Tuesday, 13 May 2014

Macheso saga triggers debate

HARARE - Sungura music star Alick Macheso, who has fallen out with his former wife Tafadzwa Mapako — has sparked fierce debate over the way he treated his children for sunken fontanels (nhova).

This comes as the award-winning star is fending off a costly divorce from his ex-second wife who sensationally claimed Macheso had ‘inserted’ his manhood in the mouth of one of his children to treat nhova.
Macheso saga triggers debate
Macheso has strongly denied the claims which he says are calculated to assault his reputation following the collapse of his marriage to Mapako.

This week fierce debate erupted over the traditional versus medicinal ways of treating sunken fontanels.

Deputy minister of Health Paul Chimedza said there was nothing mystical about sunken fontanels as they could easily be treated at local clinics.

He said sunken fontanels were caused by dehydration in children and that the condition could be easily treated by using oral rehydration methods such as the sugar and salt solution.

Traditional healers, on one hand prescribe certain herbs to treat the condition while some apostolic sects rub salt inside the baby’s mouth, but Chimedza said the anomaly could easily be corrected by hydrating the child.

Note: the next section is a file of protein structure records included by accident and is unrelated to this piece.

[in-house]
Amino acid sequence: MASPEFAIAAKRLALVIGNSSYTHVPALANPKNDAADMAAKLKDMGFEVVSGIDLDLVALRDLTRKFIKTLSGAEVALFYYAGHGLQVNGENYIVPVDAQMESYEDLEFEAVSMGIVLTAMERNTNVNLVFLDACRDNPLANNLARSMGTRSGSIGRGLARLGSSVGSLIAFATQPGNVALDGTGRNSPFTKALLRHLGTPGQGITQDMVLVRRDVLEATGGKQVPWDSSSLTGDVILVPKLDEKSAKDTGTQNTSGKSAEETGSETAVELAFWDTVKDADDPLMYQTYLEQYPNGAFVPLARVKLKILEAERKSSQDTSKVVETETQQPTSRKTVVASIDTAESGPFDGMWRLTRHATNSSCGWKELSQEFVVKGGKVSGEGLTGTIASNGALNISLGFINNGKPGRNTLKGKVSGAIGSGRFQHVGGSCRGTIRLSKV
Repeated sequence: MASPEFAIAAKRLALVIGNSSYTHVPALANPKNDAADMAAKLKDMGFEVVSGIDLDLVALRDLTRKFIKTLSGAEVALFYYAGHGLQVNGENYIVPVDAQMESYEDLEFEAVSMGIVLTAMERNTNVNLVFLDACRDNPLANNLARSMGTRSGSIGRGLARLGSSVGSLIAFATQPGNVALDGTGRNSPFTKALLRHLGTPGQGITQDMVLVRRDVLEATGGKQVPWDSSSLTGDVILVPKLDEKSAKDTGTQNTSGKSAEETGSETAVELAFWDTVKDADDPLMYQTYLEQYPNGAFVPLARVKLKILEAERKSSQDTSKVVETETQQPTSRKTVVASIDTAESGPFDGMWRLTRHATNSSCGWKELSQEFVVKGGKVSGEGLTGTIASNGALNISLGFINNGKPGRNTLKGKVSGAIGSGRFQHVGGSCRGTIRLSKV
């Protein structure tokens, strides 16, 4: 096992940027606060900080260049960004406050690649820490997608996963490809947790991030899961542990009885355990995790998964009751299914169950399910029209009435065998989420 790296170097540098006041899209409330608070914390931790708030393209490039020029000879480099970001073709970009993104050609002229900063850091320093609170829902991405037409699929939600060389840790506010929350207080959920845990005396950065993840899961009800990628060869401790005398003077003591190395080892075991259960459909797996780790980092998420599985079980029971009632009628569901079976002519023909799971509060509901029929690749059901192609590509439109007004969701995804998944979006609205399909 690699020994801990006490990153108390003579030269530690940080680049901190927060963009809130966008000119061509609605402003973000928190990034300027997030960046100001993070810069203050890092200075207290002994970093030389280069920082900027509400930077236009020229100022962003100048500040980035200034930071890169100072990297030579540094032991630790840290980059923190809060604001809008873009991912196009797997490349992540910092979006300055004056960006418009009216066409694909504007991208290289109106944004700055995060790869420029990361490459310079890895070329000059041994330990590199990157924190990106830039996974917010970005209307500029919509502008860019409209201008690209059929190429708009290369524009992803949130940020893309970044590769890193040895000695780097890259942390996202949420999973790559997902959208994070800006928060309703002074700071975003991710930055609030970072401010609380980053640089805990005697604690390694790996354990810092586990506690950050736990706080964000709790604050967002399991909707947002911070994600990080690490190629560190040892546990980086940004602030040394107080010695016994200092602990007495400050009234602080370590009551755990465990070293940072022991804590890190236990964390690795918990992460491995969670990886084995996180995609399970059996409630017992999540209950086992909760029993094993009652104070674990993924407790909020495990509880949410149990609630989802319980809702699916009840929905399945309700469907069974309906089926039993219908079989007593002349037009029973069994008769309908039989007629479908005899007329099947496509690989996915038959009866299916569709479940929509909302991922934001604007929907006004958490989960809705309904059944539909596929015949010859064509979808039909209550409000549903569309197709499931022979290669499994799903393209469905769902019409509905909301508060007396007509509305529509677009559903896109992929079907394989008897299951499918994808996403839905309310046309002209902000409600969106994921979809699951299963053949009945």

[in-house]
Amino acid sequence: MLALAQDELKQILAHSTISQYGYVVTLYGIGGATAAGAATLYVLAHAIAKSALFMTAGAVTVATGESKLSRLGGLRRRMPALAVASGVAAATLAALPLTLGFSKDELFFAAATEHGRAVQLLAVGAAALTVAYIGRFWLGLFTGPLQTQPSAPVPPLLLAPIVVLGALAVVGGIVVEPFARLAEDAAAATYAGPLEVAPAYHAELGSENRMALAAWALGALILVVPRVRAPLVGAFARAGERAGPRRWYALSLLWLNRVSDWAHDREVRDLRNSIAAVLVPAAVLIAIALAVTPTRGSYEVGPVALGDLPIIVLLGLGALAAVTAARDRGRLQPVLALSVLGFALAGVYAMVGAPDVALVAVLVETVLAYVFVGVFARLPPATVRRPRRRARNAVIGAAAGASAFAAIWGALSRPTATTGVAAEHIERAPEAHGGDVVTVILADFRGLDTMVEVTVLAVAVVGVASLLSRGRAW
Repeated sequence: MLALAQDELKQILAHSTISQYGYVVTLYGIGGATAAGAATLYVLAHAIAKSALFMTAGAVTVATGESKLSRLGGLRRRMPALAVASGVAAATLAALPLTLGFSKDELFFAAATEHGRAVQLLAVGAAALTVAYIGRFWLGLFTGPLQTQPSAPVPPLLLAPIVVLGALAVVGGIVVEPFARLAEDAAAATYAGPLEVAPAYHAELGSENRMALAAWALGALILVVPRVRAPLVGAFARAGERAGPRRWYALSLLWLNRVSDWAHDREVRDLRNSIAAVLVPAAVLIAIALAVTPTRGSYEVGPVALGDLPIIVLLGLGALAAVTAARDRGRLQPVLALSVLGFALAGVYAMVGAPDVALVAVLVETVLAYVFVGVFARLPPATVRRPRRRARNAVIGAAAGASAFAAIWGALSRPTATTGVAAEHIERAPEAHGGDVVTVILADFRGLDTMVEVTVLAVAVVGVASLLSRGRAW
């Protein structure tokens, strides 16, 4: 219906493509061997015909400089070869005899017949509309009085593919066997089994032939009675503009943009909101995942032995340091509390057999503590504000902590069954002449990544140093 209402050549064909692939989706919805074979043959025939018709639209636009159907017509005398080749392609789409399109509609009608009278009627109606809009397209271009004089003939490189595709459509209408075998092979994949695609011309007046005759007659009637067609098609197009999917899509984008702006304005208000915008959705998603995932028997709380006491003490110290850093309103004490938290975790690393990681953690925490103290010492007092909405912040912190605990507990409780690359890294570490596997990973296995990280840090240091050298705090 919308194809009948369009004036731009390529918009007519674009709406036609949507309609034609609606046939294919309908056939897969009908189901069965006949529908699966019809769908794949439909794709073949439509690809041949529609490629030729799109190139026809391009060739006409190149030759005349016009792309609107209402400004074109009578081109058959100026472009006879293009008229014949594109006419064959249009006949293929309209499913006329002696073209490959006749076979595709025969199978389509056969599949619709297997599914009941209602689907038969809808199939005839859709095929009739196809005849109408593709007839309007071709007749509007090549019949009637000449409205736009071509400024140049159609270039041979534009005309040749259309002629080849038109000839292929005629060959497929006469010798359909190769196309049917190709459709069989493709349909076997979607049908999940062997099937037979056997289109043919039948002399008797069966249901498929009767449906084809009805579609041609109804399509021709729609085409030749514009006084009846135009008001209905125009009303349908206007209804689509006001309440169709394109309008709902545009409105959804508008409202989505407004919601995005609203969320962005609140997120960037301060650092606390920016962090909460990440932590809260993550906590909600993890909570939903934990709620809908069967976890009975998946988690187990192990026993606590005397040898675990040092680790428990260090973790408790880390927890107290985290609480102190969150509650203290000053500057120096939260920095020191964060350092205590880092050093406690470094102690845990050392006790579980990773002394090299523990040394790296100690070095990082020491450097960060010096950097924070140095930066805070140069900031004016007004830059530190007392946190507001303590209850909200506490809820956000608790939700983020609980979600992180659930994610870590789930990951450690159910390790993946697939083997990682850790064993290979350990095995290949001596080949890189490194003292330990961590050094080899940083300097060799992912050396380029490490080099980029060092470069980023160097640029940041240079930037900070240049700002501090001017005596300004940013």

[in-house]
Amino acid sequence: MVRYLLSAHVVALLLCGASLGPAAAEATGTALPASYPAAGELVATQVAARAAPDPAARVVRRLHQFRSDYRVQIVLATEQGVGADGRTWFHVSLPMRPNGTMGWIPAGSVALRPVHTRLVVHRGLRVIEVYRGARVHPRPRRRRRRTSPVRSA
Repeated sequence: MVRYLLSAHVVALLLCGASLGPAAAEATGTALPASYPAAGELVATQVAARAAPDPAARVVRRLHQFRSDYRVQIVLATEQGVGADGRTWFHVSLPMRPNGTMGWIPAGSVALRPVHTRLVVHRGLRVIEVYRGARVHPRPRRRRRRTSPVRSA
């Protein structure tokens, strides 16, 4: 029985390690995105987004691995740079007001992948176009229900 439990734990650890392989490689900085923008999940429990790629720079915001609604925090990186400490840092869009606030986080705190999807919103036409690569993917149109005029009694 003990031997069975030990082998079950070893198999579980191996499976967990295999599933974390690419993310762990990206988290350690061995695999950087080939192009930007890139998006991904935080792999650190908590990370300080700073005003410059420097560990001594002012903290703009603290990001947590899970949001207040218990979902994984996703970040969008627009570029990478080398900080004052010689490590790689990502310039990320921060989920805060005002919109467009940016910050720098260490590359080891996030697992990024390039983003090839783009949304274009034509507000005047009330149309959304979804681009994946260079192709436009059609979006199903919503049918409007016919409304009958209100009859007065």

Even traditional healers quoted in the media throughout the week; spoke out against the methods of exposing one’s private parts to treat a child.

Nyaradzo Gumbonzvanda, a human rights activist said the traditional methods as the one described by Macheso of kutara which also involves exposing one’s genitals to a baby were akin to child abuse

“I think these are some of the practices which are dangerous, retrogressive, and ones which create opportunities for child abuse. This kutara should be prohibited, discouraged or criminalised.

“If a child has nhova (collapsed or bulged), just take the kid to hospital,” Gumbonzvanda wrote on her Facebook page.

Patience Chiyangwa, Childline public relations manager said her organisation had been prompted by the public to act on the Macheso matter.

“As Childline we usually act in a manner that is in the best interest of the child and we have already engaged the parent after the public outcry,” Chiyangwa said.

Virginia Muwanigwa, chairperson of the Women’s Coalition in Zimbabwe said: “It is a bit worrying because we know that there are cultural practices, but there is a thin line between cultural practices and human rights abuse.

“If it did happen then it is an issue of concern because there is child protection on one hand,” Muwanigwa said.

Alec Matimba, a pastor with Apostolic Faith Mission in Zimbabwe, said while any sickness or discomfort to the body was associated with the demonic activity, it was also important to act in a responsible manner when dealing with such matters.

The pastor said that while prayer was helpful, it was of utmost importance to deal with the matter using proven medical interventions which had been proven to be effective in the past.

“We pray against sickness and disease but we should do so with the understanding that the devil sometimes uses human ignorance to compound situations for instance we understand that sunken fontanels are caused by dehydration.

“We must therefore look at the facts on the ground and follow medical interventions which have been informed by research,” Matimba said.

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